Cook shuns the great Euro love-in

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The Independent Online
PETER MANDELSON had dinner at the German embassy shortly after he told the world that Britain would join the European single currency "when" not "if" the conditions were right. "I have now learned the definition of a gaffe," he said in his after-dinner speech. "It is something you weren't supposed to say but really believe in."

The Secretary of State for Trade and Industry has never made a secret of his staunchly pro-European instincts. The running joke in Whitehall is that he now spends more time in Brussels than Robin Cook. As the Government has edged closer and closer to Europe in recent months, Mr Mandelson has been a vocal participant in all the discussions. But, five weeks before the biggest event in Europe for decades - the introduction of the euro - the player surprisingly conspicuous by his absence has been the Foreign Secretary. "He hasn't really got involved in the European debate," one government insider said. "He's more interested in other things."

Other ministers have been rushing to take advantage of the new centre- left dominance in Europe. Mr Mandelson has been teamed up with Bodo Hombach in an unprecedented Anglo-German ministerial committee to work up joint "Third Way" policies. Gordon Brown helped to draft the centre-left tract The New European Way. Now the Chancellor is writing a pamphlet for the Centre for European Reform on the future of economics in Europe.

George Robertson, Secretary of State for Defence and another long-standing Europhile, has done much of the work on Mr Blair's proposal for a common European defence capability. Jack Straw, the Home Secretary, is discussing joint policing initiatives with the Prime Minister.

But Mr Cook, the man in charge of Britain's relations with other countries, has done little, in public at least, to get involved in the debate. He has been vocal about Iraq, Sudan and Chile - "macho crisis situations," one adviser said - but he has said very little about Europe, apart from proposing that there should be more co-operation between the Westminster and European parliaments.

For years, Robin Cook has been one of the most Euro-sceptic members of Labour's high command. It is possible that he privately disapproves of the blooming love affair with Europe, or that he has been sidelined by his colleagues because they fear he disagrees. But insiders insist there is nothing so calculated about his silence. "He hasn't been sidelined," one adviser said, "but he doesn't appear to display any great interest in the future of Europe - it's a vacuum." Aides explain that Mr Cook sees no need to get involved in the controversial debate on the single currency as this is a Treasury matter. "He's not an evangelical gut pro-European like Peter Mandelson, but he's not a Eurosceptic. Compared to the Tories he's incredibly pro-European - he's just a bit more old fashioned than some in the party," one Whitehall insider said.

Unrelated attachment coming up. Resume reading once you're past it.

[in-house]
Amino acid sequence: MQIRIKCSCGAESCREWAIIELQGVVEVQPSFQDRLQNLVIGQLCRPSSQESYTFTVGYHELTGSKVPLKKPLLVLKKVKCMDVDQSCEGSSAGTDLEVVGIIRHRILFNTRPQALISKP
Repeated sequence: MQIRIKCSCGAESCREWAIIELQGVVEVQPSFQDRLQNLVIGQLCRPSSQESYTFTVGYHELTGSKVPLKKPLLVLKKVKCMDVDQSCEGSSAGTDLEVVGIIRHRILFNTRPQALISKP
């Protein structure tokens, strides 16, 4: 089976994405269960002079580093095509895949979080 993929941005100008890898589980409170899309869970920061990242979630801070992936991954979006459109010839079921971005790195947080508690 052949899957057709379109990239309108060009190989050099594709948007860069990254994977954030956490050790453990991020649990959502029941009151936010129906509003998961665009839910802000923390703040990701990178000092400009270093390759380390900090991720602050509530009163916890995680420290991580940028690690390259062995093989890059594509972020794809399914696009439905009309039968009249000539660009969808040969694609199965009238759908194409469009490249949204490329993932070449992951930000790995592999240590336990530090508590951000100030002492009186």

To some extent the European agenda has been taken out of Mr Cook's hands. Much of the policy work is done in the European Secretariat, based in the Cabinet Office, under Brian Bender. A new high powered inter-departmental group on Europe - involving officials from Downing Street, the Cabinet Office and the Foreign Office - met for the first time in the summer. The Foreign Policy Centre, a think tank set up earlier this year by Mr Cook, is to be relaunched under the directorship of Mark Leonard, a committed pro-European.

Tony Blair wants to take the initiative himself - as part of his determination to "lead in Europe". He has told friends that Britain must not become sidelined again after the "progress" of the country's presidency of the EU. Earlier in the autumn, he sent out a personal memo to all members of the Cabinet asking them to make contact with their European counterparts. In particular, they were instructed at one cabinet meeting, to woo their opposite numbers in Germany.

In the summer Downing Street - not the Foreign Office - commissioned Robert Cooper, a high-flying diplomat, to draft a paper "thinking the unthinkable" on Europe policy. He presented a series of proposals to the Prime Minister which were so radical they raised several grey eyebrows in the corridors of power. Among the ideas floated were elected EU Commissioners and a common European defence capability. The first of these Mr Blair said was great but "ahead of its time" the second he bought and announced it to an EU heads of state summit.

Labour's new romance with Europe will come to a head next month when the Prime Minister attends a meeting in Vienna with his counterparts. Downing Street cites a poll in El Pais which found that Mr Blair was the best known and respected leader in Europe. It is not that Mr Cook is being left out of anything, it is just that Mr Blair sees the new special relationship as his personal baby.